At the 1876 Philadelphia Medical Congress, Dr. Joseph Lawrence was not the only American health worker impressed with Sir Joseph Lister’s germ-disease theory. A thirty-one-year-old pharmacist from Brooklyn, Robert Johnson, had his life changed by the eminent British surgeon’s lecture.
Lister deplored the use of pressed sawdust surgical dressings made from wood-mill wastes. He himself disinfected every bandage he used in surgery by soaking it in an aqueous solution of carbolic acid.
Johnson, a partner in the Brooklyn pharmaceutical supply firm of Seabury & Johnson, was acquainted with the sawdust dressing, as well as with an array of other nonsterile paraphernalia used in American hospitals. He persuaded his two brothers- James, a civil engineer, and Edward, an attorney- to join him in his attempt to develop and market a dry, prepackaged antiseptic surgical dressing along the lines that Listen had theoretically outlined at the congress.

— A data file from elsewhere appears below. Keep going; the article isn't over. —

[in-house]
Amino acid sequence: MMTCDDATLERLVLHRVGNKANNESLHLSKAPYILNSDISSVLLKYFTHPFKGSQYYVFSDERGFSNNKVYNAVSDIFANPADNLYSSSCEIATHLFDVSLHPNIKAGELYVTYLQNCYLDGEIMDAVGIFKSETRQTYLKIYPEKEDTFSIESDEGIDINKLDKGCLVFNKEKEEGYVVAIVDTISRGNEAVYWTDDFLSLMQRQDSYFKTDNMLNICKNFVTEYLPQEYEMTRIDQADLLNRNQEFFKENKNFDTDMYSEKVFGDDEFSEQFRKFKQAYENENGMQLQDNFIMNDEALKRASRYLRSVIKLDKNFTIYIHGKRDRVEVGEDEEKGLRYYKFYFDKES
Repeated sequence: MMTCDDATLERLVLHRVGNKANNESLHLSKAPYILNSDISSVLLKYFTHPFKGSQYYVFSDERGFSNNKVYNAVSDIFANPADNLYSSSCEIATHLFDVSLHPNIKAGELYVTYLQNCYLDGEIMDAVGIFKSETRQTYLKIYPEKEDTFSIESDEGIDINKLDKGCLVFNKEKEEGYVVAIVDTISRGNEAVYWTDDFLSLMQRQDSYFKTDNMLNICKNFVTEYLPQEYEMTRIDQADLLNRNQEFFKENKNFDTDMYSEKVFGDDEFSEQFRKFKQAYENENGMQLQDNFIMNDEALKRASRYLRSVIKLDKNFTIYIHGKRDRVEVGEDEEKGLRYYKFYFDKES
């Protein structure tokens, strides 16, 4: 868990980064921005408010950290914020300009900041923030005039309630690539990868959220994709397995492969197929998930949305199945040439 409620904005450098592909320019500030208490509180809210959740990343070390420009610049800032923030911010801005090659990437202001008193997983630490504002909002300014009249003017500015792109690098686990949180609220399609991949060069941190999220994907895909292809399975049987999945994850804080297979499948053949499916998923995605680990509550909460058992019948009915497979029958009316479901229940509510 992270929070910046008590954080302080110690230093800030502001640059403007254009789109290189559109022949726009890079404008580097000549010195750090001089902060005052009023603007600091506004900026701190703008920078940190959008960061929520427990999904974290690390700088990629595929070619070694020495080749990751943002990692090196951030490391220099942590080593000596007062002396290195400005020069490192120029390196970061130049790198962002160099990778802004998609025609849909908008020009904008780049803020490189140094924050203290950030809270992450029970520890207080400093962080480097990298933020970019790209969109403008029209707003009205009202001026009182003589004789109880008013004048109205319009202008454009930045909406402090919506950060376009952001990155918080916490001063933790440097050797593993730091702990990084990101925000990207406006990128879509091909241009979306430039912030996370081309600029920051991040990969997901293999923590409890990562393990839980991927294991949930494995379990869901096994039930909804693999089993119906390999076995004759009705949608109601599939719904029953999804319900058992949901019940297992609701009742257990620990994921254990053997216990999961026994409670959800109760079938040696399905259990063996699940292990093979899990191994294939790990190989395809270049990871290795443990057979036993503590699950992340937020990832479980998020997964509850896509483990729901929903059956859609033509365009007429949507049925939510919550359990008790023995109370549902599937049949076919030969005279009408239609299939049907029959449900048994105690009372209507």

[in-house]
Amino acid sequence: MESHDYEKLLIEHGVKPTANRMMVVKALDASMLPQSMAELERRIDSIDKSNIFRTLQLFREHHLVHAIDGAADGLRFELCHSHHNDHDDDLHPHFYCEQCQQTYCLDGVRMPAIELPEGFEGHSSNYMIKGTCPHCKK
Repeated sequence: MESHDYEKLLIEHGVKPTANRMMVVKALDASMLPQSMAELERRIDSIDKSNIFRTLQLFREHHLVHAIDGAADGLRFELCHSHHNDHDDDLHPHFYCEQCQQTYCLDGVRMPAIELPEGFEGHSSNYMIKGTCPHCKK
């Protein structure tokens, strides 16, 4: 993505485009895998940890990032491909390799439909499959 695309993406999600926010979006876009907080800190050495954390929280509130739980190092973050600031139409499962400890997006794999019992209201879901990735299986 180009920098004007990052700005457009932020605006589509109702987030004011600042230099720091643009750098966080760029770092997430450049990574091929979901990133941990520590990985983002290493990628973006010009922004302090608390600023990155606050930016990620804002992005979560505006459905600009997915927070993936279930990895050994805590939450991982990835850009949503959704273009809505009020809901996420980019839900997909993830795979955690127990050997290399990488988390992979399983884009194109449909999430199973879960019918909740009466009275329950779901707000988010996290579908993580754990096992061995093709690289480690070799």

By the mid-1880s, the brothers had formed their own company, Johnson & Johnson, and produced a large dry cotton-and-gauze dressing. Individually sealed in germ-resistant packages, the bandages could be shipped to hospitals in remote areas and to doctors on military battlefields, with sterility guaranteed.
The Johnson brothers prospered in the health care field. In 1893, they introduced American mothers to the fresh scent of Johnson’s Baby Powder, including it as a giveaway item in the multipurpose Maternity Packets sold to midwives.
On the horizon, though, was the sterile product that soon would appear in home medicine chests worldwide.